National Crime Victims Rights Week 2017

Hello Cowlitz and Wahkiakum Community members!

Welcome to the Crime Victim Advocacy Program’s first ever blog post. If you were a former recipient of our monthly newsletters, you know how much educating and connecting with our community means to us. This blog will be replacing our newsletters. Please sign up to subscribe to our blog so you can stay connected with all the latest and greatest CVAP news!

We are launching our CVAP blog today because today marks the start of National Crime Victims’ Rights Week. This year’s theme is Strength, Resilience and Justice.

Here, we break down the three components of this year’s Crime Victims’ Rights Week.


When we hear the word strength, we tend to think of a few different things. Sometimes we think of physical strength: how much weight someone can lift or how much someone can pull.  Physical strength can be empowering, but the kind of strength we are focusing on during National Crime Victims’ Rights Week is inner strength.

Mahatma Gandhi said, “Strength does not come from physical capacity. It comes from an indomitable will.” What Gandhi means by an “indomitable will” looks different for different people including survivors of crime. For some, that might mean healing from a traumatic experience or seeking justice against the person who victimized them. For others, that might be the sheer willingness to survive day to day and take it one-step at a time. Whichever fits for you, we want you to know that our Crime Victim Advocates are here to support you along the way.


Resilience is what keeps us moving forward, even after experiencing deep pain and tragedy. In Maya Angelou’s poem, “I Rise” she talks about a person, that no matter how many obstacles come against her, she continues to rise.

“Just like moons and like suns, With the certainty of tides, Just like hopes springing high, Still I rise.”

We as humans, victims and survivors, continue to rise each day. Sometimes rising means barley making it out of bed that day, sometimes rising means having a good cry and sometimes rising means having good self-care or seeking counseling.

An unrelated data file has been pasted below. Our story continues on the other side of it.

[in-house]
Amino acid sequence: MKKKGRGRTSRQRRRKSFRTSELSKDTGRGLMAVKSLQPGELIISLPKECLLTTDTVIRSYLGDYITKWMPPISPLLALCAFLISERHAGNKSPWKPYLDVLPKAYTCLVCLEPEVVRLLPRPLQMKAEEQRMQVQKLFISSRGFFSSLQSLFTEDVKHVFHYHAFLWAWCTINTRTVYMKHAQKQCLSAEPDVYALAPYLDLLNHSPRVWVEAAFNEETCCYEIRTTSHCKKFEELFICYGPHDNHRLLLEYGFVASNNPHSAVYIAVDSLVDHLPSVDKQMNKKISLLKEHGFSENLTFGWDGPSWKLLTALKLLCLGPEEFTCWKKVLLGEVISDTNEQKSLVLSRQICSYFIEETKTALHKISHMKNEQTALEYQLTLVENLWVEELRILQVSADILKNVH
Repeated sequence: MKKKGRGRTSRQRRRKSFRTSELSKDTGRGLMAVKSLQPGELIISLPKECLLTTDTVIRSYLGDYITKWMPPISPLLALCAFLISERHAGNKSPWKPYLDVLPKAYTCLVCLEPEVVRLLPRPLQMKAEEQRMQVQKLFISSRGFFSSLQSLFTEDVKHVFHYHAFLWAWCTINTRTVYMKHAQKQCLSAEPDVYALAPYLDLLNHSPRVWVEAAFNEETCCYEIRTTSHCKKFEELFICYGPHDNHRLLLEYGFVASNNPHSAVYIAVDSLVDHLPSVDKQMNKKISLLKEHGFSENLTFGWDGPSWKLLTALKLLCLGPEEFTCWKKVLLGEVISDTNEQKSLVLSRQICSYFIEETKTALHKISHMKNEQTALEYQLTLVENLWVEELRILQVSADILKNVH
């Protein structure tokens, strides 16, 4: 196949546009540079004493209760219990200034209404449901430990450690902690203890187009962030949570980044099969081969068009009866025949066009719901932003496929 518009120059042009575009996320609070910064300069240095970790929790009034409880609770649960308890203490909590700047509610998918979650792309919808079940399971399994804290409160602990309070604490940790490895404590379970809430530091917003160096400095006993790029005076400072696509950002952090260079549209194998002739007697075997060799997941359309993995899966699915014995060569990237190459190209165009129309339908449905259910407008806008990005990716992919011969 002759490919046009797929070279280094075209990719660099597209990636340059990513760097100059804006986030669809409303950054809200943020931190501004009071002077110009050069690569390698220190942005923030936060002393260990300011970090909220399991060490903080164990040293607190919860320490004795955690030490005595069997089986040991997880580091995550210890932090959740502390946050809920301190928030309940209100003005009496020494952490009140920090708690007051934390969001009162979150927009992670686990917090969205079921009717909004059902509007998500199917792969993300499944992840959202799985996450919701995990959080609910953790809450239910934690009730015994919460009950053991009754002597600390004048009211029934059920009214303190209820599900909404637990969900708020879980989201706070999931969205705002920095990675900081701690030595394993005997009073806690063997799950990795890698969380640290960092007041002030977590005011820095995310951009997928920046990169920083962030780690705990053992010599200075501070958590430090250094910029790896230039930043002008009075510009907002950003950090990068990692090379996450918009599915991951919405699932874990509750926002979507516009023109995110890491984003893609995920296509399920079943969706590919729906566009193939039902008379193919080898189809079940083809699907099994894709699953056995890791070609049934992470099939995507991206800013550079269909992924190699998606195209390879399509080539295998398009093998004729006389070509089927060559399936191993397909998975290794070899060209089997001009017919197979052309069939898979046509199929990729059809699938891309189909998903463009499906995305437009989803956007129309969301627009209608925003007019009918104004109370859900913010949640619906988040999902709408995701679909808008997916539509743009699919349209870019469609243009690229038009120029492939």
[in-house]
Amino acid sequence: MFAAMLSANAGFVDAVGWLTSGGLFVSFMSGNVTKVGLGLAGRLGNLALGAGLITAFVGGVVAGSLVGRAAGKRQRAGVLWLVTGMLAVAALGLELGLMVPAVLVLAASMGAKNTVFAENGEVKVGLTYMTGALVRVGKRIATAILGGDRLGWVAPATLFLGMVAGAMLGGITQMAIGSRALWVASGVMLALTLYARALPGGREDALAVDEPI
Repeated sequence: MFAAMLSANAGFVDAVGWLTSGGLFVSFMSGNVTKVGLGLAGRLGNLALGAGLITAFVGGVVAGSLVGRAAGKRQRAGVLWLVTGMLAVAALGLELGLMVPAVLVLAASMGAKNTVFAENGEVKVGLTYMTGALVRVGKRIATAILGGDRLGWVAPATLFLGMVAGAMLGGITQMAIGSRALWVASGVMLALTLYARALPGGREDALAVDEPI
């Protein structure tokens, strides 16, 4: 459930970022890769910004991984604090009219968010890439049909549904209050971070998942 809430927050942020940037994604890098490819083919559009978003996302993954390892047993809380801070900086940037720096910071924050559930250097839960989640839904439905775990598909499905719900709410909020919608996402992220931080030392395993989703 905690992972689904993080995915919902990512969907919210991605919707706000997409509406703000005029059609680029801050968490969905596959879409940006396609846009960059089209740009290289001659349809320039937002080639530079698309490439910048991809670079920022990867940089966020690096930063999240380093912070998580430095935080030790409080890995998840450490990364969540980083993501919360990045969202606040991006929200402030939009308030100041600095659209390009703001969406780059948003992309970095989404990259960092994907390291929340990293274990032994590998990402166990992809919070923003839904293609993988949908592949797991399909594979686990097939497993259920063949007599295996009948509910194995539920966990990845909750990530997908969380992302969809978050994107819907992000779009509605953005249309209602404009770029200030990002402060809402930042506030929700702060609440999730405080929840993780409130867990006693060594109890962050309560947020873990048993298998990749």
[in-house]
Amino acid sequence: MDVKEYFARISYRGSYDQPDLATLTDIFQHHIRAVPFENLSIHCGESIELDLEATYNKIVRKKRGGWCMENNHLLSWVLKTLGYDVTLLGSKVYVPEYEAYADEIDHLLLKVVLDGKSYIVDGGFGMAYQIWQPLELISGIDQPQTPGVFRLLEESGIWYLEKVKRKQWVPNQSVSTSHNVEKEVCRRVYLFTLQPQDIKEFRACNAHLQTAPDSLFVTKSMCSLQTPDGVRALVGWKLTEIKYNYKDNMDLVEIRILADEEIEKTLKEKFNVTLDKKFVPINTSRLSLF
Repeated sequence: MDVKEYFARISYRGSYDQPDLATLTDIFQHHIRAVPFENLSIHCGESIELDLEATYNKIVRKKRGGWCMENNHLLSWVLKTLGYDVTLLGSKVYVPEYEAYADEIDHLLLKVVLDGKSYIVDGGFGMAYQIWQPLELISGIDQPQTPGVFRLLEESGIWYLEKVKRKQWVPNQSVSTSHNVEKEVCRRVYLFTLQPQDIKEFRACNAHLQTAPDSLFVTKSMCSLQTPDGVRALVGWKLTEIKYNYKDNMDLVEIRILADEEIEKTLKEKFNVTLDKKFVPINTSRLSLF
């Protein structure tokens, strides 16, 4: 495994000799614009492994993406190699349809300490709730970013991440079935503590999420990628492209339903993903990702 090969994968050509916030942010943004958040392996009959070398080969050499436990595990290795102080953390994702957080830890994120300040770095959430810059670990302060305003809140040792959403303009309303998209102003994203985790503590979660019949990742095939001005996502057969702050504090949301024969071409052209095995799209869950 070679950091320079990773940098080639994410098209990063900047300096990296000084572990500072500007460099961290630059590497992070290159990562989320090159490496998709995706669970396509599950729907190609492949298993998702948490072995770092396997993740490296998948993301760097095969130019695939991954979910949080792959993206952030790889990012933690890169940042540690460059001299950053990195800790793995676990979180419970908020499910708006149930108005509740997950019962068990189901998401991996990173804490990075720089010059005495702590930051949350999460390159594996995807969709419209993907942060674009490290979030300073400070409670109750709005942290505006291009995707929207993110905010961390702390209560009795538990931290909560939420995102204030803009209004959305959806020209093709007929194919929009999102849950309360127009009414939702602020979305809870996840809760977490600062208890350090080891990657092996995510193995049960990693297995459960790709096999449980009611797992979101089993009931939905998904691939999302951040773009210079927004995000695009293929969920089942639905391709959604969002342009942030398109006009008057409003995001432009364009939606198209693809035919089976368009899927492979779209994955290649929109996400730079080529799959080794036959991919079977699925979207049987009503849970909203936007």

There is no wrong way to rise.

We celebrate all the ways survivors rise each and every day here in our community and around the world.

It takes strength to rise.


Justice, especially in today’s world, can mean many different things for people and especially for victims and survivors of crime.

We seek justice through our court systems, personal lives and societies. Sometimes justice is fulfilled and other times we are left searching for it for a long time.

But what if there is a different kind of justice right in front of us?

“Never forget that justice is what love looks like in public” (Cornel West).

We may never get all the proper justice as survivors and victims of crime that we deserve and are entitled to. We can, however, accept and help one another through times of difficulty and pain and that in itself can be a different form of justice. Validation and support provided in a sincere way can be very impactful for someone’s healing journey.

It is never the victims fault when they are victimized by a crime. Unfortunately, it’s the victims who are left to pick up the pieces after the crime is committed. Crime Victim Advocates are here to help put the pieces back together one by one.

The person that committed the crime or the actual crime itself can try to leave that person feeling desperate and alone. It may feel like there is no hope and that their spirit is broken. Nevertheless, through human justice, we rise together to help and support one another.

It takes immense strength to rise and it takes rising together to create justice and to define what justice may mean to you.

While honoring Crime Victims’ Rights week, we hope to rise together as a community to bring about strength and justice in its various forms.

Crime Victim Advocates are here to support victims of crime and their loved ones. Reach us at 360-703-3762.

It is an honor to serve our community.





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